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Cheney Is Named in Suit Alleging Corporate Fraud

Court: Legal watchdog group says that the firm the vice president headed engaged in illegal accounting practices. The charges are denied.


WASHINGTON — One day after President Bush unveiled his latest effort to stem corporate corruption, a legal watchdog group on Wednesday sued Vice President Dick Cheney and the Texas-based oil services business he once led, alleging fraudulent accounting practices by the company.

The suit filed by Judicial Watch in U.S. District Court in Dallas charges that Halliburton Co. overstated its revenue by $445 million from 1999 to 2001, part of the period Cheney was chairman and chief executive officer. The suit alleges the overstatements led to shareholder losses. Named as defendants are Cheney, Halliburton's board of directors and the Arthur Andersen accounting firm.

The Halliburton accounting practices challenged by the suit also are being investigated by the Securities and Exchange Commission.

Larry Klayman, chairman and general counsel of Judicial Watch, said the suit goes beyond the SEC investigation because it named the vice president and would involve public disclosures, rather than being conducted behind closed doors.

Klayman said Cheney was listed as a defendant because, as chief executive during the time targeted by the suit, "the buck stops with him."

Klayman added: "He's a meticulous manager. For them to make this kind of accounting change, he had to approve it."

White House Press Secretary Ari Fleischer dismissed the Judicial Watch suit, filed on behalf of two Halliburton shareholders, as "without merit." Cheney's spokeswoman, Jennifer Millerwise, said, "It's a Halliburton issue."

Halliburton's chief financial officer, Doug Foshee, called the suit's claims "untrue, unsupported and unfounded."

A spokesman for Andersen, which has been tainted in the recent spate of corporate scandals, said the company would decline to comment.

Beyond the suit's legal elements lie political dimensions. By filing its suit Wednesday, Judicial Watch renewed attention to the Bush administration's close links to big business.

Another reminder occurred Wednesday in the form of a 1996 promotional videotape that features Cheney praising the Andersen company for its audit work. The Wall Street Journal obtained a copy of the video, which can be viewed on the Internet.

On the tape, Cheney and six other executives applaud the accounting firm.

Andersen, once one of the country's most respected accounting companies, was convicted earlier this year of obstruction of justice by shredding documents that had to do with Enron Corp.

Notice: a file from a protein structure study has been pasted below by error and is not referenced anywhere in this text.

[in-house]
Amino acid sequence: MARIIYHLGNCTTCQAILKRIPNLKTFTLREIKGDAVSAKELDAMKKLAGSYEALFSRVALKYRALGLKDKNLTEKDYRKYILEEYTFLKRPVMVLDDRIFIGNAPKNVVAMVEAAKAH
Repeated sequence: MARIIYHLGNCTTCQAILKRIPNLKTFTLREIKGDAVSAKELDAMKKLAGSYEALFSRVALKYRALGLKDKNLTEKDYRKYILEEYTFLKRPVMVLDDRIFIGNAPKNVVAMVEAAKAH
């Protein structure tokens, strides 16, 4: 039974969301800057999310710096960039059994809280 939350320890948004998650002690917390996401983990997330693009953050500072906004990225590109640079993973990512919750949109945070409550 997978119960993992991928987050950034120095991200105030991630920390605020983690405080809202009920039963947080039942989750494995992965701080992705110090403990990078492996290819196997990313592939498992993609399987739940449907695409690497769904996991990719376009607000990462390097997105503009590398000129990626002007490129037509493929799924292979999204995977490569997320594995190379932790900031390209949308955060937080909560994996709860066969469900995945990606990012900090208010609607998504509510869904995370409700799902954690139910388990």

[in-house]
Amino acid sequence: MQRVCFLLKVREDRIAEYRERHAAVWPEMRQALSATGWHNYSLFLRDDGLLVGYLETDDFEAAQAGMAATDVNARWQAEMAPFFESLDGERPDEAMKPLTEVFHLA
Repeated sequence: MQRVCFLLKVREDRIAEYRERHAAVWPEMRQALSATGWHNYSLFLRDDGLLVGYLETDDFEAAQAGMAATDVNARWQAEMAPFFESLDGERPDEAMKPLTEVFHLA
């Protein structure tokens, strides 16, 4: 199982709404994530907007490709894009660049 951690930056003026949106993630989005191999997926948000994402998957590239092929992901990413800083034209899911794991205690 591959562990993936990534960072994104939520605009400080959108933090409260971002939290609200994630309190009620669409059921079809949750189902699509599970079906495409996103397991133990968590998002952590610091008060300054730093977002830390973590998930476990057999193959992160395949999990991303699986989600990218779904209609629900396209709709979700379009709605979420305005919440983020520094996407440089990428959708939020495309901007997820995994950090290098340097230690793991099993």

Enron's financial collapse late last year after revelations that it exaggerated profit to appeal to investors was the first of the recent wave of corporate scandals.

During the last week, Bush has faced renewed scrutiny about his own past as a businessman. The questions have involved his sale of stock in Harken Energy Corp. in 1990, shortly before the company, of which he was a director, reported a sizable loss.

Judicial Watch has developed a gadfly reputation in recent years. During the Clinton administration, it filed several lawsuits against government officials. It's best-known suit sought access to White House e-mails on such matters as the investigation of the Monica S. Lewinsky scandal.

Halliburton disclosed May 28 that the SEC was investigating the company's accounting of cost overruns on construction jobs. Contracts had allowed Halliburton to negotiate or sue for additional payment if such cost overruns ate into its profits.

In 1998, the company changed its accounting procedures and began listing those disputed claims as revenue, even though the clients had not agreed to pay them.

Foshee said that Halliburton was working with the SEC to resolve questions regarding the procedures, and that the company has followed SEC guidelines and generally accepted accounting principles.

Cheney was Halliburton's top executive when Bush selected him as his running mate in 2000. He received a retirement stock package variously valued at from $20 million to almost $34 million.

Judicial Watch's suit follows several others filed on behalf of shareholders allegedly defrauded by Halliburton's accounting practices, legal experts said.

At least five securities-fraud suits seeking class-action status for all Halliburton shareholders have been filed, including one June 3 by Milberg Weiss Bershad Hynes & Lerach, the best-known of the "strike suit" firms that accuse executives and public corporations of releasing false or misleading information.

Times staff writer Scott Reckard in Los Angeles and Associated Press contributed to this report.

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